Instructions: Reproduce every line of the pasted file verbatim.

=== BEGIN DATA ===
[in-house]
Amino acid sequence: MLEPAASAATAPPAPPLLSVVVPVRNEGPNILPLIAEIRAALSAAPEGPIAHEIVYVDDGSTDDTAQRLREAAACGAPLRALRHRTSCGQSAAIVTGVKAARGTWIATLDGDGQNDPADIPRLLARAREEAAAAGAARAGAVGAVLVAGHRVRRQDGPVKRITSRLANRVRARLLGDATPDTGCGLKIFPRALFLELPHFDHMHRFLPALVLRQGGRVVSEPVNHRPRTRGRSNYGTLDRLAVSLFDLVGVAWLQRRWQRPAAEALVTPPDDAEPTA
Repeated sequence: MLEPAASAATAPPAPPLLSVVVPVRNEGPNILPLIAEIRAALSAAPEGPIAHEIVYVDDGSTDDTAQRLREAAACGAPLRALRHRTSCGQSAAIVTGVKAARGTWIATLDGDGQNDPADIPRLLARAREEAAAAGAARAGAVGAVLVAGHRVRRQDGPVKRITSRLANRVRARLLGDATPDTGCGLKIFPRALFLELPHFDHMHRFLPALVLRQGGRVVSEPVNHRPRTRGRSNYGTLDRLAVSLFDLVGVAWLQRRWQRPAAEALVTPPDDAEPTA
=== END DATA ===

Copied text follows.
[in-house]
Amino acid sequence: MLEPAASAATAPPAPPLLSVVVPVRNEGPNILPLIAEIRAALSAAPEGPIAHEIVYVDDGSTDDTAQRLREAAACGAPLRALRHRTSCGQSAAIVTGVKAARGTWIATLDGDGQNDPADIPRLLARAREEAAAAGAARAGAVGAVLVAGHRVRRQDGPVKRITSRLANRVRARLLGDATPDTGCGLKIFPRALFLELPHFDHMHRFLPALVLRQGGRVVSEPVNHRPRTRGRSNYGTLDRLAVSLFDLVGVAWLQRRWQRPAAEALVTPPDDAEPTA
Repeated sequence: MLEPAASAATAPPAPPLLSVVVPVRNEGPNILPLIAEIRAALSAAPEGPIAHEIVYVDDGSTDDTAQRLREAAACGAPLRALRHRTSCGQSAAIVTGVKAARGTWIATLDGDGQNDPADIPRLLARAREEAAAAGAARAGAVGAVLVAGHRVRRQDGPVKRITSRLANRVRARLLGDATPDTGCGLKIFPRALFLELPHFDHMHRFLPALVLRQGGRVVSEPVNHRPRTRGRSNYGTLDRLAVSLFDLVGVAWLQRRWQRPAAEALVTPPDDAEPTA